Many companies in France pay their workers a bonus known as the “13th month’.” This 13th month’s salary is intended to help French workers pay their taxes, and depending on the company, it can be disbursed annually, in December or January, or at intervals, with some being paid in June and the rest at the end of the year.
Because 13th month bonuses aren’t required by law, you have some discretion about when and how to disburse this bonus. That said, 13th month salary payments are included as part of your employee’s total gross salary and are taxed accordingly.
Make sure your workers have the tools they need to get the job done by providing them with the equipment they need for work. By providing them with a laptop, for example, you can make sure they’re prepared for work and their connection is secure and compliant with any cyber security regulations you’re facing.
See also: How I built my home office for maximum productivity
It’s the role of an employer to make sure employees are enrolled in social security as well as the supplementary unemployment and pension schemes. This is something you’ll need to do if your employees have never been covered by French social security before. You can get started by contacting the National Center for Foreign Firms and completing all mandatory declarations. You’ll be paying social security contributions to this center as well.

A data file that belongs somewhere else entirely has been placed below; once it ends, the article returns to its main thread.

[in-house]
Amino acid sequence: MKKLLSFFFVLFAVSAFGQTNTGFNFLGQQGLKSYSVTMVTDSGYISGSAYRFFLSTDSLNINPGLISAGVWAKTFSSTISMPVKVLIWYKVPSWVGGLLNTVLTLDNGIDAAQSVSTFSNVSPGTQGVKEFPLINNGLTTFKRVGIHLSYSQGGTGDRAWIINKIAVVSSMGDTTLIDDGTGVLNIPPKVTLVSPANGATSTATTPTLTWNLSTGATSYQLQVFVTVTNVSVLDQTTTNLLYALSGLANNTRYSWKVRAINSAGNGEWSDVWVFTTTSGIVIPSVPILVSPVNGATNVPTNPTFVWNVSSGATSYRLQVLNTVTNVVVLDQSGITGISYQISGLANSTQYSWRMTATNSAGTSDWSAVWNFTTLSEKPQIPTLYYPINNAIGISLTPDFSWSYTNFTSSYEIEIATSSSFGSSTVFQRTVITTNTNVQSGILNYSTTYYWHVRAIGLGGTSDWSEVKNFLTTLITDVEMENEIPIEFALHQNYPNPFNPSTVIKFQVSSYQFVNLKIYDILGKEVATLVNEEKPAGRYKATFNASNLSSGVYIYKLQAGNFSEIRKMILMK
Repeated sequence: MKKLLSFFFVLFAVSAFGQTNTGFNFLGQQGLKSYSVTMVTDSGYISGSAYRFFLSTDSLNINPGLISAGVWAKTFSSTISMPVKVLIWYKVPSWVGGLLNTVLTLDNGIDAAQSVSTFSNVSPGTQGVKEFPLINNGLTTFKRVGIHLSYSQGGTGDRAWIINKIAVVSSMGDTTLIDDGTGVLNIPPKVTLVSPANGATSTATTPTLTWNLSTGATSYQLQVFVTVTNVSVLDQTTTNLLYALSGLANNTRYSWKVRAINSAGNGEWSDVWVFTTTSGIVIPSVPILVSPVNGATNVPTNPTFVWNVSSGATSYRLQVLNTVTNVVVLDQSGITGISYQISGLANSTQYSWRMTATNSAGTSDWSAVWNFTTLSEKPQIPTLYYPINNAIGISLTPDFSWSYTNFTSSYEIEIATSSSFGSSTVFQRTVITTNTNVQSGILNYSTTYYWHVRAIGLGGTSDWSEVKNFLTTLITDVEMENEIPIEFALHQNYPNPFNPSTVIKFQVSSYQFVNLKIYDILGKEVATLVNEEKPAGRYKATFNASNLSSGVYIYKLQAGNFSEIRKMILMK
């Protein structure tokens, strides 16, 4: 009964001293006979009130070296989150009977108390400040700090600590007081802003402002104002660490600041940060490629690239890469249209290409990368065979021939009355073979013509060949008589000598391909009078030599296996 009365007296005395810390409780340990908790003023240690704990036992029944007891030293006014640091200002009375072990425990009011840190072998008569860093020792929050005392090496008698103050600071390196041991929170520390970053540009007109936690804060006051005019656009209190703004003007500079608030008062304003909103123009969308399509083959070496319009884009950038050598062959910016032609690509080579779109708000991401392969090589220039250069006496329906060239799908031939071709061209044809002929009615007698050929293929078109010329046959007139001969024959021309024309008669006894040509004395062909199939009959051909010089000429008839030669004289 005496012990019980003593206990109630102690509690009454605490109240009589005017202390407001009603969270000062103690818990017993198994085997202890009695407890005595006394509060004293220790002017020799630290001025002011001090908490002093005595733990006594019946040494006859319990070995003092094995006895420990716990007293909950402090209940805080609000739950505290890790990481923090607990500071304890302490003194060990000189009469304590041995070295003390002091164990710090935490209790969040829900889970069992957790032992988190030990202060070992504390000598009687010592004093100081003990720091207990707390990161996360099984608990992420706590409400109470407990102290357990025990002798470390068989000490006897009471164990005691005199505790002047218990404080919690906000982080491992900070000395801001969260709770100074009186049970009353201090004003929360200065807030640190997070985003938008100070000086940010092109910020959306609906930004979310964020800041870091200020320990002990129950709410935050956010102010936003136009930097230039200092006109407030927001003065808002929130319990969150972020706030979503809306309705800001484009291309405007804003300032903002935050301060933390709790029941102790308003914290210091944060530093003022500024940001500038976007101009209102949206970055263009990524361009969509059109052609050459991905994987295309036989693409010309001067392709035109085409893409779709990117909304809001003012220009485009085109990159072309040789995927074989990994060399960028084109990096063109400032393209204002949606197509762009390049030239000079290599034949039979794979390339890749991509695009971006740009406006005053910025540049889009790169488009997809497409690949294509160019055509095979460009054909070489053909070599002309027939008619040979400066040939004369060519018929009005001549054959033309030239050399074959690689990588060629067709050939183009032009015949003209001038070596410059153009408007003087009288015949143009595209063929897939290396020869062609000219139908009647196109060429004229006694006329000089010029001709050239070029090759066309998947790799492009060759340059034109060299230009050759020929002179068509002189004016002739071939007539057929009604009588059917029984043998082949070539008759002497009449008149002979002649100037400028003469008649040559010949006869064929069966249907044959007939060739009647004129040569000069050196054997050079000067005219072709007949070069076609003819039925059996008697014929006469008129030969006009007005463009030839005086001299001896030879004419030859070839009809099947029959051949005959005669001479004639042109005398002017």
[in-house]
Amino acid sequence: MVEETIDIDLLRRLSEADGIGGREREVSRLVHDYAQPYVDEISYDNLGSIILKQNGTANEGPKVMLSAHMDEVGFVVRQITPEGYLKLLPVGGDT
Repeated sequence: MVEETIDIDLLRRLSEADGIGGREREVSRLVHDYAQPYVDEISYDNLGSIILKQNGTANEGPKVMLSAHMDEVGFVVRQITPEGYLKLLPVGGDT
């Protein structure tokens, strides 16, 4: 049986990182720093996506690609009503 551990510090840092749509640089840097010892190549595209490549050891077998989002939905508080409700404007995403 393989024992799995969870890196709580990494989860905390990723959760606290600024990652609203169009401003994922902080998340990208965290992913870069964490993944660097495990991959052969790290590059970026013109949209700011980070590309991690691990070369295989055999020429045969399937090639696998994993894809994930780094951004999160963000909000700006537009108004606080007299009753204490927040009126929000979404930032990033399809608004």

French workers are protected by a lengthy and complicated labor code, which grants many rights — and imposes sanctions on employers who don’t abide by statutory requirements. For example, employers who ignore rules about working hours can face stiff fines, and some incursions into employee privacy (such as reading an employee’s email) may even be considered a criminal offense.
Hiring someone in France might seem daunting, but it’s not the epic task it seems. As the experts on global employment, Remote helps companies of all sizes provide first-class benefits packages to workers in France. We can help your company provide a variety of packages to attract top talent while remaining compliant with all applicable French and EU laws.
Would you like to know more about hiring workers in France? Head over to our France Country Explorer for a quick and easy guide to France, its labor laws, and payroll taxes. It will give you all the practical information you need, at a glance, to get you started with compliant hiring of your remote French workers.
Subscribe to receive the latest
Remote blog posts and updates in your inbox.